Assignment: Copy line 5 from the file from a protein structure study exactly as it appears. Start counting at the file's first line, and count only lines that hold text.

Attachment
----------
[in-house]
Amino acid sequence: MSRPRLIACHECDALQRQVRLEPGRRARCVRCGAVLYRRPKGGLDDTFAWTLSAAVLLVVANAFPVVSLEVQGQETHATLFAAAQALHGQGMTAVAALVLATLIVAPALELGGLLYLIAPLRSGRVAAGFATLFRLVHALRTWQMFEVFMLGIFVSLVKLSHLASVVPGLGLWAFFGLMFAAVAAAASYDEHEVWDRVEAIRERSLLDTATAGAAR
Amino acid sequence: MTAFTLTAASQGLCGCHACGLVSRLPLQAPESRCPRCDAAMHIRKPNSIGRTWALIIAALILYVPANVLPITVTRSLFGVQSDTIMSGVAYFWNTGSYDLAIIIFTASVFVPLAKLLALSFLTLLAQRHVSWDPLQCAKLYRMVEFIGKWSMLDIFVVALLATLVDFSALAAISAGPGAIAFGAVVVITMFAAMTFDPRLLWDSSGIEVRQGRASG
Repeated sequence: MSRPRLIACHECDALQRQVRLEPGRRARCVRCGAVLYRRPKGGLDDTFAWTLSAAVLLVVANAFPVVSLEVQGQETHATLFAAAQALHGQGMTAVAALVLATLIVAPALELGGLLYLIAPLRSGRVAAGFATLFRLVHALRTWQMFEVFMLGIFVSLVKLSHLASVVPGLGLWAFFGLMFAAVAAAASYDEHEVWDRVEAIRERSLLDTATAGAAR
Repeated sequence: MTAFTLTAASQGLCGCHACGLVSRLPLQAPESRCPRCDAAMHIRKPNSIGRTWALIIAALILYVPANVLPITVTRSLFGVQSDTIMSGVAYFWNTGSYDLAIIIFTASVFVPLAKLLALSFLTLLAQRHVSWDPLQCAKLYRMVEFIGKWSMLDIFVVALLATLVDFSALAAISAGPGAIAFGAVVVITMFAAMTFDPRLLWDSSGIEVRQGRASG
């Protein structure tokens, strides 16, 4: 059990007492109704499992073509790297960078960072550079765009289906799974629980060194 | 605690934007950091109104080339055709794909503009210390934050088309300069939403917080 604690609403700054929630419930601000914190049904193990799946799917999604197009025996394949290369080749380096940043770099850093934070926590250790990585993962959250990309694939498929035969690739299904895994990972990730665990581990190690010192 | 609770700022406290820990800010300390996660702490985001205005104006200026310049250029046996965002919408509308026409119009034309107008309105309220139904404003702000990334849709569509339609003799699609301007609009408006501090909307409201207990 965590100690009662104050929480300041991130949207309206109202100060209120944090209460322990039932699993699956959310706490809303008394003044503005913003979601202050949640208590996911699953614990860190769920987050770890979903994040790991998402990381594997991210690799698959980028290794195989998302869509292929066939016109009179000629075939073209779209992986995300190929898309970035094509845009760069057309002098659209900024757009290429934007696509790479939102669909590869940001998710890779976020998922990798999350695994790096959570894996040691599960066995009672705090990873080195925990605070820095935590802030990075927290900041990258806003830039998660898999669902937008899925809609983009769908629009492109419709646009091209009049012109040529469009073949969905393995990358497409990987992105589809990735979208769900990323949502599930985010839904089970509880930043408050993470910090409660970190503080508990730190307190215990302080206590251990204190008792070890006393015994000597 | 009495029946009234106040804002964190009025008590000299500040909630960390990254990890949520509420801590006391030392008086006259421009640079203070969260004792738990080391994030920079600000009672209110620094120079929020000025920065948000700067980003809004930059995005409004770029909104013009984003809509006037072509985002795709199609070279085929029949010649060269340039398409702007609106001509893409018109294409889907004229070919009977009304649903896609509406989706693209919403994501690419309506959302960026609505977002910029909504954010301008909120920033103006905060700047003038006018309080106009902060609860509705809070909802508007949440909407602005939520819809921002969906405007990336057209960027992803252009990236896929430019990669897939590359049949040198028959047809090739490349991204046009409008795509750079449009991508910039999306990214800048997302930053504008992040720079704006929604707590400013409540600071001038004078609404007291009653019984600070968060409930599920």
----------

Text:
Repeated sequence: MTAFTLTAASQGLCGCHACGLVSRLPLQAPESRCPRCDAAMHIRKPNSIGRTWALIIAALILYVPANVLPITVTRSLFGVQSDTIMSGVAYFWNTGSYDLAIIIFTASVFVPLAKLLALSFLTLLAQRHVSWDPLQCAKLYRMVEFIGKWSMLDIFVVALLATLVDFSALAAISAGPGAIAFGAVVVITMFAAMTFDPRLLWDSSGIEVRQGRASG